Also, here’s a bit of the reason that Doc has me on a 3 month (ok, like 2 month and … lessee now… 14 day?) ban on from jogging… and I usually wear my fitbit so if I don’t wear it, it will be suspicious, and if I do wear it, he can check on my step pattern for the day…sigh.  I suppose I should probably try to actually let my Achilles tendon heal.  I’ve got a bit of a lump on the insertion (origin?) down near the posterior, a bit lateral point on my calcaneus on my left foot/heel.  It’s been there since at least last summer.  I started having trouble with soreness in the morning about the same time Ryan came back from the AT (I was doing a lot of jogging, and wearing a weight belt whilst so doing, and the roads I was jogging were not exactly flat…).  Anyway, I’ve been slowly taking it easy or having not as much time to jog, and now with the ban on jogging as well as the multivitamins, more magnesium, and collagen, as well as ice and heat and icing it, it seems to be feeling better.  I can’t say I’m not walking more than “resting it” would probably mean, and walking bare foot on the beach, but I’m not jogging (well, like I’ll jog like 20 feet once and a while to catch up or hustle across a road… but that’s minimizing it right?).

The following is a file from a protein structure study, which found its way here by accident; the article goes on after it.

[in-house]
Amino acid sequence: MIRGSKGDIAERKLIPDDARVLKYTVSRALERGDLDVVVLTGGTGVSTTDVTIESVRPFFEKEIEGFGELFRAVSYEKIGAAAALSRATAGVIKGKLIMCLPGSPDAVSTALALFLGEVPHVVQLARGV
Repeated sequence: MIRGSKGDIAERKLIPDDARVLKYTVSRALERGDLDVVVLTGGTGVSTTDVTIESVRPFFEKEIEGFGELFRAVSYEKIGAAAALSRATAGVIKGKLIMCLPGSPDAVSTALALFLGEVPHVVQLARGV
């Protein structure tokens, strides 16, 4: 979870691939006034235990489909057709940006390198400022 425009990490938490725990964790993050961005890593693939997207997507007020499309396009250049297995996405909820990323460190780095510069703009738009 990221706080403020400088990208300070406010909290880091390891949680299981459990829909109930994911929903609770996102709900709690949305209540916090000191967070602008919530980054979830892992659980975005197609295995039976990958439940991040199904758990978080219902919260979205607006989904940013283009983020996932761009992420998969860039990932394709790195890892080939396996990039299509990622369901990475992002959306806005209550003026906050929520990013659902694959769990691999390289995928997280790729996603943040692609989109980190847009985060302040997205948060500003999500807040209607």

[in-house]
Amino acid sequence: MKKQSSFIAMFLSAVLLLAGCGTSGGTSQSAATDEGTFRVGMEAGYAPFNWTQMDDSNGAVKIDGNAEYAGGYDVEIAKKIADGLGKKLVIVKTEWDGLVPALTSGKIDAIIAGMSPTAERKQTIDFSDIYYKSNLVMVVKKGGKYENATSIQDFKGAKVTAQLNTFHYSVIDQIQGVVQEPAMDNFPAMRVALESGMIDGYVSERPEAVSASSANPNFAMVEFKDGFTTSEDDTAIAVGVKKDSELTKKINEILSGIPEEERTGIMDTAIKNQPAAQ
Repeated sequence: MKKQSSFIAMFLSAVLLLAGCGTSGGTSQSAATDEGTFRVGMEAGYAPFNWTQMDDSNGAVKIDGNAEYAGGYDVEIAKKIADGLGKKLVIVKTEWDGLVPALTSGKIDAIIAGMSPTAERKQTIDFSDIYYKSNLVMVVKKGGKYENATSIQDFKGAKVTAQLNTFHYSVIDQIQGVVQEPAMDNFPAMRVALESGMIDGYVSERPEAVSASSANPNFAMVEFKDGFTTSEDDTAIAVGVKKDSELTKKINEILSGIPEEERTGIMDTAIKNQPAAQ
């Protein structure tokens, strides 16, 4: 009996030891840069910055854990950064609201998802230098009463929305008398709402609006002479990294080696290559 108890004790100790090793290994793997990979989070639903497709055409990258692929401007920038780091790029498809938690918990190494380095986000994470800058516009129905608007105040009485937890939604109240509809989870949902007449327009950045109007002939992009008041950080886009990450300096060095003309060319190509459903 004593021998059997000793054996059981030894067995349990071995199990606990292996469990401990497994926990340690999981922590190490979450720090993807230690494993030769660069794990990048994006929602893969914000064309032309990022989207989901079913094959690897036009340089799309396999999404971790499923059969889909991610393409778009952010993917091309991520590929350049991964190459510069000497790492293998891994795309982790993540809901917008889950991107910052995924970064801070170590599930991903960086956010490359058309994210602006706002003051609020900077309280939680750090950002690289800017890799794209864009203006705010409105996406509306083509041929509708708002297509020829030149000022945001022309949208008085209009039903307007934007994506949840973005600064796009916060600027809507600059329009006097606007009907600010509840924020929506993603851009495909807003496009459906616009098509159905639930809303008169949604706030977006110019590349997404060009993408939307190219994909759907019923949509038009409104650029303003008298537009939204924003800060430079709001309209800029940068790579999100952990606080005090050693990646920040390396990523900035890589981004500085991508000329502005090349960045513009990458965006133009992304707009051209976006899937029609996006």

In what felt like a seriously long way away distance across a huge lake, but actually wasn’t that big of a lake at all, we spotted a raccoon.  Doc’s a fan of raccoons (when they’re not in the chicken coop or yard tangling with Kyle), so I tried to get some good pictures… by taking a lot of them and hoping.  I’m actually pleased, there are a few pictures that if you zoom in the grey blob in it actually looks kind of coon-ish.



Yes, I know those aren’t shoes.  But since it’s not like I’m hurting them at this point, it’s fun.  I didn’t try to put on any live ones.